There is no single cause of melanoma…
No one really knows the exact cause of melanoma and there are numerous theories as to why certain people get this skin cancer and others do not. The sun is a clear suspect in developing malignant melanoma and early exposure to the effects of severe sunburn is just one of the reasons why many researchers believe melanoma can develop later in life.
My research has led me to believe there are currently 6 documented causes of melanoma…
- Ultraviolet Radiation – Aparantly the most common cause of melanoma. Over exposure to UVR damages skin cells and causes them to mutate or alter and form a tumor. There are two types of radiation from sunlight – UVA and UVB. UVA does not cause sunburn as such, but does the most damage to skin. It penetrates deepy into the skin layers, damaging the collagen and elastin that keeps skin taut and supple. It is directly responsible for skin aging and premature wrinkling and is now believed to be an initiator to skin cancer. UVB only penetrates the outer layer of the skin but has the ability to cause severe sunburn. In young children, such exposure to the sun significantly increases the risk of malignant melanoma later in life.
- Dysplastic Nevus – A dysplastic nevus is a mole that is currently non cancerous yet has the characteristics of a melanoma. It will be larger in size, may have an uneven border and may be raised or multi-pigmented. Alternatively known as an atypical nevus (meaning ‘not normal’), these types of moles mainly appear to be hereditary and put the patient at a much higher risk of developing melanoma, especially if there are many of them on the body. People exhibiting over 100 atypical moles are said to be suffering from Atypical Mole Syndrome, which puts them at even further risk of one of them becoming malignant. This is an important cause of melanoma and one that many people are unaware of.
- Heredity – Is skin cancer hereditary? It isn’t as such, however, it is your genetically inherited skin type that may determine if you are at higher risk of developing a melanoma. If you are fair skinned and have skin which burns easily, of Anglo/Irish decent and have freckles and light eyes, you are at higher risk of developing skin cancer in general. If you have previously had a melanoma, you have a higher chance of developing another and if a close relative has suffered it, you should make sure you have your skin checked for changes as you will also be at risk.
- Tanning Beds – The International Agency for Research on Cancer (IARC) now confirms that any form of UV tanning is definetely carcinogenic to humans and believes it is as serious as cigarette smoke or asbestos. Radiation from artificial tanning sources (tanning beds) emitts mainly UVA rays which penetrate deeply into the skin layers. This damages the skin cells causing them to change abnormally which risks a tumor growing. High powered tubes in tanning beds transmit radiation that is far more intense than that of ordinary sunlight. Just one session as an adolescent can increase the risk of developing skin cancer later on by 75% according to the International Agency for Research in Cancer or IARC. If a young adult has many moles on their body (atypical mole syndrome), there is a huge risk of the cells inside these moles becoming damaged from such high powered, interittent bursts of radiation.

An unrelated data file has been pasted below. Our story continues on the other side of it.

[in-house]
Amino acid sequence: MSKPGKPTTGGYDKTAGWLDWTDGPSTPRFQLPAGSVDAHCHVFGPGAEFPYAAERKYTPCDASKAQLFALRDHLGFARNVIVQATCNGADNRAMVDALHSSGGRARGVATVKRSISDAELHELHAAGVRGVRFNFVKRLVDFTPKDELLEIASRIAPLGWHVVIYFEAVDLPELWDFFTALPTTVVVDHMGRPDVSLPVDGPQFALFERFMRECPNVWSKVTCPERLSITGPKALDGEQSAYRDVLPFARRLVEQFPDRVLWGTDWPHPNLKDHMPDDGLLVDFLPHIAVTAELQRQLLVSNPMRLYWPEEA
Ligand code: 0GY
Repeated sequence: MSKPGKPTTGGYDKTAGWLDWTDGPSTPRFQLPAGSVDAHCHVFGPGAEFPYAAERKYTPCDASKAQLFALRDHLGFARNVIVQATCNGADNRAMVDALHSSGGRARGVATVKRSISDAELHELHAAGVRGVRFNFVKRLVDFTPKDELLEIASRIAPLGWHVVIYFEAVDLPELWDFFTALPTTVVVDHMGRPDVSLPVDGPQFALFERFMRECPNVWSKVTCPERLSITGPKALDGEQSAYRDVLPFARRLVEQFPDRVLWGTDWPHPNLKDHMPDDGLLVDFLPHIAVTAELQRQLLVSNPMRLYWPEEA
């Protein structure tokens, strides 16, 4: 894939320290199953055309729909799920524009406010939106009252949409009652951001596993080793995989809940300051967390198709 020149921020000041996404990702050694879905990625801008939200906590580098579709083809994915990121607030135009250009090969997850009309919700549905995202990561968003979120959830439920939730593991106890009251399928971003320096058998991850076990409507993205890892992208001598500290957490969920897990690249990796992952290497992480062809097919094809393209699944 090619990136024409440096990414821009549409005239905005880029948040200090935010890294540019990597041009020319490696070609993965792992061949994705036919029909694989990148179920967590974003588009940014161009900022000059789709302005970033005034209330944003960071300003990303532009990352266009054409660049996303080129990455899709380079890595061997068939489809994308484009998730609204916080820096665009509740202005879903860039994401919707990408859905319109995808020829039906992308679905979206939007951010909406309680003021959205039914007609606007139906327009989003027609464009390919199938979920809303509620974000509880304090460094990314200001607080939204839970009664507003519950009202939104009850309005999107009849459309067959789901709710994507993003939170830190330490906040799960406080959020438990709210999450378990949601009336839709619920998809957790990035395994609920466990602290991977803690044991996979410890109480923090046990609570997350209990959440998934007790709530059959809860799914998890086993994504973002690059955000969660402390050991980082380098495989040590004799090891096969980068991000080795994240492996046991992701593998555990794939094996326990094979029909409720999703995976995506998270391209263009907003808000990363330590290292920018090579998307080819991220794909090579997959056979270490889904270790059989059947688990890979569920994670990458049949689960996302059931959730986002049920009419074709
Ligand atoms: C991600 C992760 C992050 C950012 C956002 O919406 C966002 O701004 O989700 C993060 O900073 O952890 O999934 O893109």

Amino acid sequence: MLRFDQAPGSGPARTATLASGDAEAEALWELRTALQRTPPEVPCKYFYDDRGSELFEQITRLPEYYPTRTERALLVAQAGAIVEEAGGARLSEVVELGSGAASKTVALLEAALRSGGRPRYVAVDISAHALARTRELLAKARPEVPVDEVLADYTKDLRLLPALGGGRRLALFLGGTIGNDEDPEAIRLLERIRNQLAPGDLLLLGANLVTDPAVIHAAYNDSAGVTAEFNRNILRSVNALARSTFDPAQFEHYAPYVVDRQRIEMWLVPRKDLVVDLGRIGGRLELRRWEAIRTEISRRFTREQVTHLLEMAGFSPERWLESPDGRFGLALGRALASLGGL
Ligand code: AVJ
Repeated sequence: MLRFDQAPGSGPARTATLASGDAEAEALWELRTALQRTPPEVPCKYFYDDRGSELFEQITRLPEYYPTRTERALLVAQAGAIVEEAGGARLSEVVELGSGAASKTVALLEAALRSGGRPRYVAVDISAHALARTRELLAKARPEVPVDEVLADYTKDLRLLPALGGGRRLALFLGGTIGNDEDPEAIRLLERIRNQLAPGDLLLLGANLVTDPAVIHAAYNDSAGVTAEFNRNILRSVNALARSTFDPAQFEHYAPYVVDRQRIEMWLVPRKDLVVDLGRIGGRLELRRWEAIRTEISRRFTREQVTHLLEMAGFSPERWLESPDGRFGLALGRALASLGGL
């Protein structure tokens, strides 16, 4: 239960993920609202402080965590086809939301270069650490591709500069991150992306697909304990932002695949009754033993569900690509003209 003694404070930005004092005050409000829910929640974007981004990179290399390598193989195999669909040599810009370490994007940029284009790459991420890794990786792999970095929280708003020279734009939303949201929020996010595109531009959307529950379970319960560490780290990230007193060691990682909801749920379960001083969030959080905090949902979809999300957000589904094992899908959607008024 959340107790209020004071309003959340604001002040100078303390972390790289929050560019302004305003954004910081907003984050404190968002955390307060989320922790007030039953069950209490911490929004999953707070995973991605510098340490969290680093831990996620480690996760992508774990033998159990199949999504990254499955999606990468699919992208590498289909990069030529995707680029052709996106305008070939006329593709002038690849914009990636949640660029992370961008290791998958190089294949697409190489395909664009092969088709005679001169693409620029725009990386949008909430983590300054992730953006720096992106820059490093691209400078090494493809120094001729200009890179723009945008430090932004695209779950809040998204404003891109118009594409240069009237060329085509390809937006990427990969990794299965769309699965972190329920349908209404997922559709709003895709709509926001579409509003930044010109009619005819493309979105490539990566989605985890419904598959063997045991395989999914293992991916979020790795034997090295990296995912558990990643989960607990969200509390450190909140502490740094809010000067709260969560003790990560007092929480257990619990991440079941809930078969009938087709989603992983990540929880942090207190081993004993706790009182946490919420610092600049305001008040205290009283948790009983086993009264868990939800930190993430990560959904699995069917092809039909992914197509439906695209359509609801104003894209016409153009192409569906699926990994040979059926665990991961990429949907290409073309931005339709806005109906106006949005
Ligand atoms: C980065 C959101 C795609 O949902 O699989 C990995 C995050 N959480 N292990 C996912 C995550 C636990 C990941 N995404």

- Thermal Burn Scars** – Contrary to what some institutions may state, there is a rare chance that a melanoma may develop on a burn scar or from a long-term ulcer. Although more often the skin cancer acquired is squamous cell carcinoma, a small minority of burn scars can develop a melanoma. There is little documentation available for me to thoroughly research this subject, but it is of particular interest as it is how my mother developed a melanoma on her forearm. Her small scar from an oven burn became pigmented (and small freckles appeared around the site), raised and ulcerated. When it was removed, it was diagosed as malignant and had a thickness of 2.2mm. I am presuming a skin cancer can grow from a scar site due to damage to the skin cells that mutate (abnormally alter) and become a tumor, rather than repair. I will seek more information on this subject and add any insight when discovered.
- Immune Suppression – Individuals who have undergone organ transplant and are receiving anti-rejection medication are at higher risk of developing skin cancer. Again, the skin cancer they may acquire is normally squamous or basal cell carcinoma, but occasionally it can result in a malignant melanoma forming anywhere on the body. It is due to the immune system being unable to defend and rebuild damaged cells which then go on to develop into a skin tumor. However, it does mean that the body will not reject the new organ. In HIV/AIDS patients, there is a 30% increase in risk of developing melanoma according to AIDS, (AIDS 23: 385-393, 2008) resulting again, from immune suppression.
To summarise, although it is greatly important to reduce the amount of ultraviolet exposure we receive from leaving skin exposed to sunlight, there are also other points to consider when trying to prevent the cause of melanoma. Most importantly, in my opinion, is the importance of avoiding the use of tanning beds completely, keep children up to the age of 18 out of direct sunlight as much as possible (this can reduce the risk of melanoma by up to 78%!), and check your skin regularly for changes especially if you have more than 50 or so moles.